A pear is a pomaceous fruit produced by a tree of genus Pyrus. The English word pear is probably from Common West Germanic *pera, probably a loanword of Vulgar Latin pira, the plural of pirum, which is itself of unknown origin. See also Peorð. The place name Perry can indicate the historical presence of pear trees. The term "pyriform" is sometimes used to describe something which is "pear-shaped".
The pear is classified within Maloideae, a subfamily within Rosaceae. The apple (Malus ×domestica) which it resembles in floral structure, is also a member of this subfamily. In both cases the so-called fruit is composed of the receptacle or upper end of the flower-stalk (the so-called calyx tube) greatly dilated, and enclosing within its cellular flesh the five cartilaginous carpels which constitute the "core" and are really the true fruit. From the upper rim of the receptacle are given off the five sepals, the five petals, and the very numerous stamens. Another major relative of the pear (and thus the apple) is the quince.
The form of the pear and of the apple respectively, although usually characteristic enough, is not by itself sufficient to distinguish them, for there are pears which cannot by form alone be distinguished from apples, and apples which cannot by superficial appearance be recognized from pears. A major distinction is the occurrence in the tissue of the fruit, or beneath the rind, of clusters of lignified cells known as "grit" in the case of the pear, while in the apple no such formation of woody cells takes place. The appearance of the tree—the bark, the foliage, the type of inflorescence (i.e. form of the flower cluster)—is, however, usually quite characteristic in the two species.
Usage: In salads and eaten raw.
Selection: Good-quality Anjou pears will be medium-sized or larger with no scars or bruises. The coloring will be yellow-green with an occasional red blush. Pears are ripe when they yield to gentle pressure at the stem end.
Avoid product with soft spots or scars that are more than skin-deep. Too much yellow means an Anjou pear is over ripe. Product that is extremely hard will ripen best at room temperature.
Anjou pears are available October through June.
Usage: Eating fresh.
Selection & Storage: Also called Nashi apple, Chinese, Japanese and Oriental pear, good quality Asian pears are selected by smell rather than variations in firmness. Unlike other pears that yield to gentle pressure when ripe, Asian pears are ripe even when they are extremely firm.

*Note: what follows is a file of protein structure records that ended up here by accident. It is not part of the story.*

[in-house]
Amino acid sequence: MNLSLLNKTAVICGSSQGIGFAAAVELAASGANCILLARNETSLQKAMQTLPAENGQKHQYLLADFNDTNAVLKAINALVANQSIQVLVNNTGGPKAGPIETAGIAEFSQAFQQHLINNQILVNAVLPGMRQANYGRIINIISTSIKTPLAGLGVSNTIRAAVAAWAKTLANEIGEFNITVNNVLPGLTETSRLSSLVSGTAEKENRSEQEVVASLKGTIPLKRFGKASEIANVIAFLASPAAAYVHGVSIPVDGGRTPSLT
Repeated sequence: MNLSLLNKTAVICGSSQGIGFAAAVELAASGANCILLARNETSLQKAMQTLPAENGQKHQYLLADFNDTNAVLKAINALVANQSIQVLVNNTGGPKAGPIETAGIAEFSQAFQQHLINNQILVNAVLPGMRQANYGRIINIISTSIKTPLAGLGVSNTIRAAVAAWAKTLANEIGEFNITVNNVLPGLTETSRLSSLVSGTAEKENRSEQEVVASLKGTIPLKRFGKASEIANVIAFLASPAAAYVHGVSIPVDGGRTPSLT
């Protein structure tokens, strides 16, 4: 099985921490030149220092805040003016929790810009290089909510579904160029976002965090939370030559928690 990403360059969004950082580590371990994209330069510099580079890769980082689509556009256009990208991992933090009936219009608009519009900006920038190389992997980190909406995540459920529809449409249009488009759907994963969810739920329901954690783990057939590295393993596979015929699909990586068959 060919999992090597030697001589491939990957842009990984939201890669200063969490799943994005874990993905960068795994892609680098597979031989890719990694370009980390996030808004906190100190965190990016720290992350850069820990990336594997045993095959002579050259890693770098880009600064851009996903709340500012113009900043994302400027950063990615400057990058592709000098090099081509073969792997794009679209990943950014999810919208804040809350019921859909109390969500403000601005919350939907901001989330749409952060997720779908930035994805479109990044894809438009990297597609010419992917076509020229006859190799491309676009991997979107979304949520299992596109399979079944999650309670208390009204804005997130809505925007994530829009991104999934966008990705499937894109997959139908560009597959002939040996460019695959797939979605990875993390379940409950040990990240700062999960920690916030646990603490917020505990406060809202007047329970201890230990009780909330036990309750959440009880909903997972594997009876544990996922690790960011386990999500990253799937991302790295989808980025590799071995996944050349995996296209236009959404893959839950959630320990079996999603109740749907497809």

Look for a fairly strong and sweet aroma (they will not smell as strong if they are cold).
Those originating from Japan have clear yellow, brown or yellow-brown skin while those from China are clear-skinned and green-yellow.
Avoid pears that are soft, wrinkled, have numerous scuff marks or are obviously bruised.
Available July to late October from California, Washington, Oregon and Japan
These are very juicy and great for eating out of hand. They turn yellow when ripe.
This firm and crunchy pear is the best choice for cooking, because it holds its shape nicely. Bosc pears can also be eaten out of hand.
California Sugar Pear
This small pear is the same size as a Seckel pear, but it's not as juicy and sweet.
These juicy pears are considered to be the best for eating out of hand, but they're very expensive.
These economical pears aren't as tasty as some of the other varieties, but they're still good for both eating and cooking. The peel stays light green even when the pear is ripe.
French butter pear
Red Anjou Pear
Very similar to a green Anjou pear.
Red Barlett Pear
This tastes just like a yellow Bartlett, but it's more attractive and more expensive.
Red Cascade Pear
These are small pears with red and green skins. They're very sweet and juicy and they'd be absolutely perfect if only the skins weren't a bit too thick.
Taylor's Gold pear
Winter Nellis Pear
These are especially good for baking